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HOW MUCH FISCAL DISCIPLINE IN A MONETARY UNION

 

 

 

Paul De Grauwe

London School of Economics

 

Yuemei Ji

University of Leuven

 

 

 

 

ABSTRACT

The nature of fiscal policies was changed dramatically by the creation of the Eurozone. While prior to the start of the Eurozone, national governments were sovereign in that they could back up the issue of debt by the issue of money, they lost this sovereignty in the Eurozone. This had dramatic effects that were largely overlooked by the designers of the Eurozone. First it made self-fulfilling liquidity crises possible that degenerated into solvency crises. Second, it led to the imposition of intense austerity program. We provide empirical evidence for these two effects. We argue that contrary to what was expected, i.e. that a monetary union loosens fiscal discipline, it actually leads to too much fiscal discipline.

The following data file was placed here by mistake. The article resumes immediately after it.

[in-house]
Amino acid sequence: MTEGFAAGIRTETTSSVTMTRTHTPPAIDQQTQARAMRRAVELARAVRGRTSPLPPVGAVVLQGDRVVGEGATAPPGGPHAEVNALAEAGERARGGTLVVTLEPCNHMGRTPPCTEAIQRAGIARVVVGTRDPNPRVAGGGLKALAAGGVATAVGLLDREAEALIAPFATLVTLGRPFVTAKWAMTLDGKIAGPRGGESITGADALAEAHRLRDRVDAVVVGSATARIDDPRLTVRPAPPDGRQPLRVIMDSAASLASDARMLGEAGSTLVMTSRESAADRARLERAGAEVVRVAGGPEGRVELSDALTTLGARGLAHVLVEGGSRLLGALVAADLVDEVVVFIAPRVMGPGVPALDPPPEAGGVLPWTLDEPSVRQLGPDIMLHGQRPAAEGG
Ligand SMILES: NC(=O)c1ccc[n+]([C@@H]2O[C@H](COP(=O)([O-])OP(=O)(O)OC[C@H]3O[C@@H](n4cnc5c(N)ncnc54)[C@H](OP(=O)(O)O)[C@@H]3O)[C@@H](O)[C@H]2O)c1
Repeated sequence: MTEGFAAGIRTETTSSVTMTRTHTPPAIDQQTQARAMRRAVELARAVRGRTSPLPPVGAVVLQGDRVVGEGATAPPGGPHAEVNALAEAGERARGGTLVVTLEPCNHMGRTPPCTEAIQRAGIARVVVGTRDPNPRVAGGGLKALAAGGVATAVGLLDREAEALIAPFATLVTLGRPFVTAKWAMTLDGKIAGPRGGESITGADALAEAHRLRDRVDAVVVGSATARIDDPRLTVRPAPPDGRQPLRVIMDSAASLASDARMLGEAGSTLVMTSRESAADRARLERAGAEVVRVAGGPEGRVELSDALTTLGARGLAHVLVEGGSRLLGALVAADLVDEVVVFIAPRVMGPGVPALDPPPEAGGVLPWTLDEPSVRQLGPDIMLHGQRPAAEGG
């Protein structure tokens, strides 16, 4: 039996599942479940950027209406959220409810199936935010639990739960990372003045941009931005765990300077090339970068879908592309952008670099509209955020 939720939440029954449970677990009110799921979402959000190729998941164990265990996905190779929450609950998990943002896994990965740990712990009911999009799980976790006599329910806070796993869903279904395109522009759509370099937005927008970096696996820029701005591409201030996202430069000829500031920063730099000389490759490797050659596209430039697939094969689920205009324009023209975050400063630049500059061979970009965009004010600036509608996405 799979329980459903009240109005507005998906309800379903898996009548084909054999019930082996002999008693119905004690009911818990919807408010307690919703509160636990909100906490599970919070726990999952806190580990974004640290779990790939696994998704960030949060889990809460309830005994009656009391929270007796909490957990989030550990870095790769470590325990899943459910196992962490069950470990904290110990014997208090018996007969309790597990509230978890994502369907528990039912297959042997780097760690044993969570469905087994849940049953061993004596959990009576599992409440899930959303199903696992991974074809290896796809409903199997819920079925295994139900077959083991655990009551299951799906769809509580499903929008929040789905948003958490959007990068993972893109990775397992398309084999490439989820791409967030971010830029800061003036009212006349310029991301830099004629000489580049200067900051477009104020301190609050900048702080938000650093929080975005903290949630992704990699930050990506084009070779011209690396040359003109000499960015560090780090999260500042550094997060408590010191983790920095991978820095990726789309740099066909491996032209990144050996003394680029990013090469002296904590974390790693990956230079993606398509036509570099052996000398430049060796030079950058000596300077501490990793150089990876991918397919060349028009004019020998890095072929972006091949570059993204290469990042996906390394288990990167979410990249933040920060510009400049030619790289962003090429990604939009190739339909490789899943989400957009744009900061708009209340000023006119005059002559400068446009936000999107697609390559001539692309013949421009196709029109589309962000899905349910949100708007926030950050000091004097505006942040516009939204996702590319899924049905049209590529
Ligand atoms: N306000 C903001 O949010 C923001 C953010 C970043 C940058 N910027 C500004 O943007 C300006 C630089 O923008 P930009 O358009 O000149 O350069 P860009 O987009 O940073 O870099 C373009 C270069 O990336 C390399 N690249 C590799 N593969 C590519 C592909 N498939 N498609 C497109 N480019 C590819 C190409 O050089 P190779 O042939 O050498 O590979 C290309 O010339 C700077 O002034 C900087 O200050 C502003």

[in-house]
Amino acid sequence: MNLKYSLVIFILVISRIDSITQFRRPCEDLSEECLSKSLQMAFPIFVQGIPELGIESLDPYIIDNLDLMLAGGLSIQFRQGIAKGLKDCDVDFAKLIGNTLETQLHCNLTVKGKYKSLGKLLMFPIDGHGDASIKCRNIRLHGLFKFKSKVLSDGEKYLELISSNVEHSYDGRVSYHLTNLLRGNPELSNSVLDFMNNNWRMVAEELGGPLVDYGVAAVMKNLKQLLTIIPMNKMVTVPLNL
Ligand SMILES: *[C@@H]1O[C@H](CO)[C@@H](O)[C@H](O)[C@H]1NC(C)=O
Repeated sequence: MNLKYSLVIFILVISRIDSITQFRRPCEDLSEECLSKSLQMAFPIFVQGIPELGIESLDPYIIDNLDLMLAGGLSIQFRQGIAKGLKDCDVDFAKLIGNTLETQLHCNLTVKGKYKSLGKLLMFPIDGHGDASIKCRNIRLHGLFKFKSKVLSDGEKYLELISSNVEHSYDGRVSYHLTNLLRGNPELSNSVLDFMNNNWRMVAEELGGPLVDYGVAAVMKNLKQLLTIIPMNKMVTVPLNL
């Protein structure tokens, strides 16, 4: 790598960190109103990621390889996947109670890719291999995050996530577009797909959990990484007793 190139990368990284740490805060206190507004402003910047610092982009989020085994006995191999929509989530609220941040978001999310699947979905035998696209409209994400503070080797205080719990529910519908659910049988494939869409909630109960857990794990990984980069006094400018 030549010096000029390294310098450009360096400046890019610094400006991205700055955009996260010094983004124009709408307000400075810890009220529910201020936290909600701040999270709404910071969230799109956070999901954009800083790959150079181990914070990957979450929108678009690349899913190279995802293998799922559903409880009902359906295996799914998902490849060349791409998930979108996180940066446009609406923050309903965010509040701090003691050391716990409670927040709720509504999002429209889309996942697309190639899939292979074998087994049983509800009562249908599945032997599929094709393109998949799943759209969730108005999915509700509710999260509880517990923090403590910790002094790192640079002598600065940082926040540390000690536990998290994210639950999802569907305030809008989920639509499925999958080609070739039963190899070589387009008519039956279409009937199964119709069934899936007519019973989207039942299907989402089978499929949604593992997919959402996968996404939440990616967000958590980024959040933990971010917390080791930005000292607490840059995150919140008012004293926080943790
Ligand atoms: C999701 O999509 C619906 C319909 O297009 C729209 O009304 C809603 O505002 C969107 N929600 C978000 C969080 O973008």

Keywords: fiscal policy, austerity, Eurozone, EMS

JEL Classification: E42, E58, F33, F36

 

Acknowledgements: We are grateful to the participants of the conference for many useful comments and suggestions and in particular to our discussant, George Hondroyiannis. The views expressed in this paper are those of the authors and do not necessarily reflect those of the London School of Economics and the University of Leuven.

 

 

 

Correspondence:

Paul De Grauwe

European Institute

London School of Economics and Political Science

Houghton Street,

London WC2A 2AE, UK

Tel: +44 (0)20 7955 6464

Email: p.c.de-grauwe@lse.ac.uk


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